Commands tagged login (14)

  • This command will tell lynx to read keystrokes from the specified file - which can be used in a cronjob to auto-login on websites that give you points for logging in once a day *cough cough* (which is why I used -accept_all_cookies). For creating your keystroke file, use: lynx -cmd_log yourfile


    26
    lynx -accept_all_cookies -cmd_script=/your/keystroke-file
    Alanceil · 2009-03-17 00:38:36 0
  • I'm annoyed by the boilerplate "don't login unless you are supposed messages in our environment" - this shuts them up.


    6
    touch ~/.hushlogin
    elofland · 2012-12-05 18:03:41 2
  • This will parse a random command json entry from http://commandlinefu.com A must have in your .bash_profile to learn new shell goodies at login!!!


    4
    echo -e "`curl -sL http://www.commandlinefu.com/commands/random/json|sed -re 's/.*,"command":"(.*)","summary":"([^"]+).*/\\x1b[1;32m\2\\n\\n\\x1b[1;33m\1\\x1b[0m/g'`\n"
    xenomuta · 2012-08-17 11:47:20 8
  • You need to install "sshpass" for this to work. apt-get install sshpass


    4
    sshpass -p "YOUR_PASSWORD" ssh -o StrictHostKeyChecking=no YOUR_USERNAME@SOME_SITE.COM
    o0110o · 2013-05-24 14:33:38 3
  • One of my favorite ways to impress newbies (and old hats) to the power of the shell, is to give them an incredibly colorful and amazing version of the top command that runs once upon login, just like running fortune on login. It's pretty sweet believe me, just add this one-liner to your ~/.bash_profile -- and of course you can set the height to be anything, from 1 line to 1000! G=$(stty -g);stty rows $((${LINES:-50}/2));top -n1; stty $G;unset G Doesn't take more than the below toprc file I've added below, and you get all 4 top windows showing output at the same time.. each with a different color scheme, and each showing different info. Each window would normally take up 1/4th of your screen when run like that - TOP is designed as a full screen program. But here's where you might learn something new today on this great site.. By using the stty command to change the terminals internal understanding of the size of your terminal window, you force top to also think that way as well. # save the correct settings to G var. G=$(stty -g) # change the number of rows to half the actual amount, or 50 otherwise stty rows $((${LINES:-50}/2)) # run top non-interactively for 1 second, the output stays on the screen (half at least) top -n1 # reset the terminal back to the correct values, and clean up after yourself stty $G;unset G This trick from my [ http://www.askapache.com/linux-unix/bash_profile-functions-advanced-shell.html bash_profile ], though the online version will be updated soon. Just think what else you could run like this! Note 1: I had to edit the toprc file out due to this site can't handle that (uploads/including code). So you can grab it from [ http://www.askapache.com/linux-unix/bash-power-prompt.html my site ] Note 2: I had to come back and edit again because the links weren't being correctly parsed Show Sample Output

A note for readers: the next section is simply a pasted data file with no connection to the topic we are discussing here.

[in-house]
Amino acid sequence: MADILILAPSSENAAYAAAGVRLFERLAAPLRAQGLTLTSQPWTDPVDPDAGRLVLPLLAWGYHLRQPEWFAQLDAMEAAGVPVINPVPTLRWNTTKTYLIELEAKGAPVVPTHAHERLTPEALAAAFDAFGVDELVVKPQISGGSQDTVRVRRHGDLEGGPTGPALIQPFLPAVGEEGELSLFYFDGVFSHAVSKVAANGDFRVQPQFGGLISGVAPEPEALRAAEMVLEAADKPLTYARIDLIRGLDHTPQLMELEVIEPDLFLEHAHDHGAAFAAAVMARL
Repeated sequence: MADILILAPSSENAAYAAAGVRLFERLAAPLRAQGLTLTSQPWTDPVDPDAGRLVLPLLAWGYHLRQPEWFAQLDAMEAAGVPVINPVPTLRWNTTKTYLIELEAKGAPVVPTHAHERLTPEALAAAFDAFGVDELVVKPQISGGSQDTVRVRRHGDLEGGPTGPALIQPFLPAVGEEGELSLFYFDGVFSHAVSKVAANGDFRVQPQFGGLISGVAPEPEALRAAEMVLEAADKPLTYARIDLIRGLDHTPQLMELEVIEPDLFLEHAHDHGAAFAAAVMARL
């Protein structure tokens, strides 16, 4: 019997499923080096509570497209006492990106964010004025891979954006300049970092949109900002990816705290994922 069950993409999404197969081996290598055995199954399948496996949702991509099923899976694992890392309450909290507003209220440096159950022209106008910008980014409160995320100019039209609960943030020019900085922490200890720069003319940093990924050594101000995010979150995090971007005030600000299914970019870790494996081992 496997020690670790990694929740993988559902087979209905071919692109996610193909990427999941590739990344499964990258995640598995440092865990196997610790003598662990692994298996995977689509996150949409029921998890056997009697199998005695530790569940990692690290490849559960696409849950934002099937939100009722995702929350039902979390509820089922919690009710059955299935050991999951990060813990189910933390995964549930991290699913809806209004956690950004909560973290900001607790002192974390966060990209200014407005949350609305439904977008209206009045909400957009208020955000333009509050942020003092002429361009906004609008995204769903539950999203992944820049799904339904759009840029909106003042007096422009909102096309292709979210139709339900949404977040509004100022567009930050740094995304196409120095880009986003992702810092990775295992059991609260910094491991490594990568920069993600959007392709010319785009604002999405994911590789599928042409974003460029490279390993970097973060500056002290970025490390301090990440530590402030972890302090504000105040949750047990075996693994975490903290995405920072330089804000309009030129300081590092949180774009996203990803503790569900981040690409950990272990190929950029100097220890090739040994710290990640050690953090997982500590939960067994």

3
    G=$(stty -g);stty rows $((${LINES:-50}/2));top -n1; stty $G;unset G
    AskApache · 2010-04-22 18:52:49 1
  • Also with optional message: echo "no login for you" > /etc/nologin (This doesn't affect your current X session - you're already logged in!)


    2
    touch /etc/nologin
    udim · 2009-04-29 19:43:14 0
  • Optionally, pipe the output into http://sed.sourceforge.net/grabbag/scripts/html2iso.sed Or: wget -qO - http://www.asciiartfarts.com/random.cgi | sed -n '//,//p' | sed -n '/ Show Sample Output


    2
    wget -qO - http://www.asciiartfarts.com/random.cgi | sed -n '/<pre>/,/<\/pre>/p' | sed -n '/<table*/,/<\/table>/p' | sed '1d' | sed '$d' | recode html..ascii
    krunktron · 2013-08-17 19:42:47 0
  • The lastb command presents you with the history of failed login attempts (stored in /var/log/btmp). The reference file is read/write by root only by default. This can be quite an exhaustive list with lots of bots hammering away at your machine. Sometimes it is more important to see the scale of things, or in this case the volume of failed logins tied to each source IP. The awk statement determines if the 3rd element is an IP address, and if so increments the running count of failed login attempts associated with it. When done it prints the IP and count. The sort statement sorts numerically (-n) by column 3 (-k 3), so you can see the most aggressive sources of login attempts. Note that the ':' character is the 2nd column, and that the -n and -k can be combined to -nk. Please be aware that the btmp file will contain every instance of a failed login unless explicitly rolled over. It should be safe to delete/archive this file after you've processed it. Show Sample Output


    1